2. Citebuilder: there are many citebuilders out there that automatically build up citations from forms.
3. Database citation helpers. In many databases, including EBSCO, there is a link to "cite" in the article's record. This link will provide citations for you that you can copy and paste into a works cited page.
If abusive or inappropriate calls repeatedly come in from the same IP address, we will block that IP address for 24 hours. This can ocassionally effect users who were not involved in the earlier incidents. If this has happened to you, please contact your local library. Please remember, real people staff the service and they deserve to be treated with respect.
Martin Luther King Jr. Resources All of these resources can be found in NC LIVE. http://nclive.org . NC LIVE is a collection of library resources that librarians have reviewed for quality. These can be used as a reliable alternative to sites like Wikipedia and Google. NC LIVE requires a password which your teacher will provide you with. If your teacher doesn't have a password, please let us know at http://ncknows.org
SIRS Knowledge Source Package: Search "Martin Luther King" and be sure to limit the results to "Encyclopedias." Spend some time browsing results.
Proquest Research Library:This database has a very large variety of both academic and popular articles on Martin Luther King Jr. If you need academic articles, be sure to click "peer reviewed" on the search page or on the results page.
Also, if you need focused articles, for example Martin Luther King Jr. and nonviolence, you can search using the term "and":
3. For archives or for articles that aren't available freely online, here's how to check to see if you have access:
You can check NC LIVE's newspapers holdings here: http://atoz.ebsco.com/home.asp?Id=K12589 . If NC LIVE has the title on this list, it will be available online. Check the dates to make sure it has what you need.
You can also check your local library's online catalog for the names of newspapers you are interested in. Libraries often have these in non-online formats, such as microfilm. For assistance with using these, ask your local librarians.
If you have access to a local academic library, you may want to check their holdings as well. Many university libraries allow you to use their online resources or archival resources if you are physically inside the libraries.
4. Finally, you can almost always request articles from your library through interlibrary loan. Check with your local library's help desk for more help.
To see if your local library has a book you want, go to their online catalog and check the title. Online library catalogs (sometimes called OPACs) offer a variety of ways to check their holdings, including title, author or keyword. Feel free to try two or three searches just in case the title is incorrect. If you can't find the book in your libraries catalog, check with your local library about their interlibrary loan. Often libraries can get books for you even if they don't have them.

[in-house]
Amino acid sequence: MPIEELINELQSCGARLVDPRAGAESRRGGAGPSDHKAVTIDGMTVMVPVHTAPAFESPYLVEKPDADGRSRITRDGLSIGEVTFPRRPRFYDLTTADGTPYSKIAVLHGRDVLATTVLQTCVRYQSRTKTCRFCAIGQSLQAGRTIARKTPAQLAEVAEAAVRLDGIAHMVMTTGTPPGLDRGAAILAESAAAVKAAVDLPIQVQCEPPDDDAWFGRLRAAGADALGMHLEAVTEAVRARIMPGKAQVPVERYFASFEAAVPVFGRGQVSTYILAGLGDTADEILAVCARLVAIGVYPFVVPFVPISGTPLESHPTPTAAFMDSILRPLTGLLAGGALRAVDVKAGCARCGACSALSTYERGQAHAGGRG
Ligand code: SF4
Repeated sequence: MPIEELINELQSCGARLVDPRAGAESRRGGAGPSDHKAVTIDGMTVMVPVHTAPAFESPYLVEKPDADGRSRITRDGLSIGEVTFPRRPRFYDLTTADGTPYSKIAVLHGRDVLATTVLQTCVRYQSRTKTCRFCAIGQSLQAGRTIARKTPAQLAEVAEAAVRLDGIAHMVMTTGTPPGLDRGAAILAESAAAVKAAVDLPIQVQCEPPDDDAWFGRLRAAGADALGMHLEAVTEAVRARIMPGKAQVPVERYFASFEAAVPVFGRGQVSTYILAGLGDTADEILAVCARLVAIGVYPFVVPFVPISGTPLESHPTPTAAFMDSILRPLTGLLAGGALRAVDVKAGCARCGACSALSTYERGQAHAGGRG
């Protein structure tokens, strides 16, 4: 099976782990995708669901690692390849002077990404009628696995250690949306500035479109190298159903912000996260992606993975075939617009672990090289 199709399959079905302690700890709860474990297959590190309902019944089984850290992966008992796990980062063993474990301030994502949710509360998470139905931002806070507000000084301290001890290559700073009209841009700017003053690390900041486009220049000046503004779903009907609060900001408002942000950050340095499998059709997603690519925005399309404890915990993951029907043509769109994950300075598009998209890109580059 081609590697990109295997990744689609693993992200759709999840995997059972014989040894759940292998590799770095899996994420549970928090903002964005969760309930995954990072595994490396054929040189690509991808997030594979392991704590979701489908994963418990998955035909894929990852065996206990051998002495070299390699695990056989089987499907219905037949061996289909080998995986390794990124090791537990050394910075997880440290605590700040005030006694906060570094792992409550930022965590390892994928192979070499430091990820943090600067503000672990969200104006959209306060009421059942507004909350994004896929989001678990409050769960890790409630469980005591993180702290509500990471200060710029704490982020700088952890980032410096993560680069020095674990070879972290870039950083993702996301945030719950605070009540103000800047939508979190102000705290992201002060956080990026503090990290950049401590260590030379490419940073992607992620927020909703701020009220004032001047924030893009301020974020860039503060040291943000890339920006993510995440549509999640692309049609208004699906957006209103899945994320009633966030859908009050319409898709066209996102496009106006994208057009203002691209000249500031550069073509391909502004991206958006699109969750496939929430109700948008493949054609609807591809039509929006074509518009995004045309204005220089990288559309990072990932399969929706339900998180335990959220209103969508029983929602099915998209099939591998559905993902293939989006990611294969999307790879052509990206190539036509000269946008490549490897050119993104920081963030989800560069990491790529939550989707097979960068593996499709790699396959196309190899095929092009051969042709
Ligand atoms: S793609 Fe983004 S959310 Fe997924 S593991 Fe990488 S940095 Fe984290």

Yes! We would love to. NCknows is staffed by experienced librarians who can suggest books you might like. We also use tools like Novelist Plus and other web resources to find books that you might like. For best results, please list two or three of the sort of books you like.
We can help you find articles through NC LIVE. NC LIVE has thousands of articles on a variety of topics designed for academic and public library users. For best results, let us know clearly what topic you are researching and whether the articles need to be scholarly or not.
You can also try this:
1. go to http://nclive.org 2. Click articles, then consider trying Academic Search Complete (contains scholarly articles and more) or Masterfile Complete. 3. Once in the database, search for your subject. You can combine terms using "and", for example: China and turtles. 4. Click full text only if that is important.
If you need help please try chatting with NCknows for live assistance.
If your library doesn't own a book that you are looking for, you can request it through interlibrary loan. Almost all academic and public libraries offer this service to their patrons. You can ask about this at your local library. In addition, many public libraries encourage patrons to suggest purchases. However, if you are interested in getting materials in the quickest way possible, please use interlibrary loan.
Both of these will give you broad articles on your topics that will be helpful. All of the topics can be searched with their names, for example, "holocaust", "civil rights movement", etc., except for Native American disenfranchisment. For that topic, search "Native Americans and voting".
American FactFinder http://factfinder2.census.gov/faces/nav/jsf/pages/index.xhtml###, based on data gathered in the US Census, has a wealth of statistics available. It is searchable by zip code, city, county, and state.
To get a library card, contact your local public library. Every library has different policies on this although most are able to give you a card with a photo ID and proof of residence in the area they serve. This can be often be a bill or a lease addressed to you with your address on it.
Many libraries now offer this capability online. To check, go to your library's online catalog and search for a book. Often nearby you will see a link to "request item" or "request next available item" or "hold" or "reserve". In addition to holding this item, many services will ship the book to your closest library for you as well. For help with this, feel free to chat with NCknows.
NCknows can help you with anything related to your library research. We can help you find and use articles, websites, ebooks, print books from your local library and much more. We are not, however, a homework tutoring service in that we can't provide direct help with math, science or writing questions. We can try to point you in the right direction however.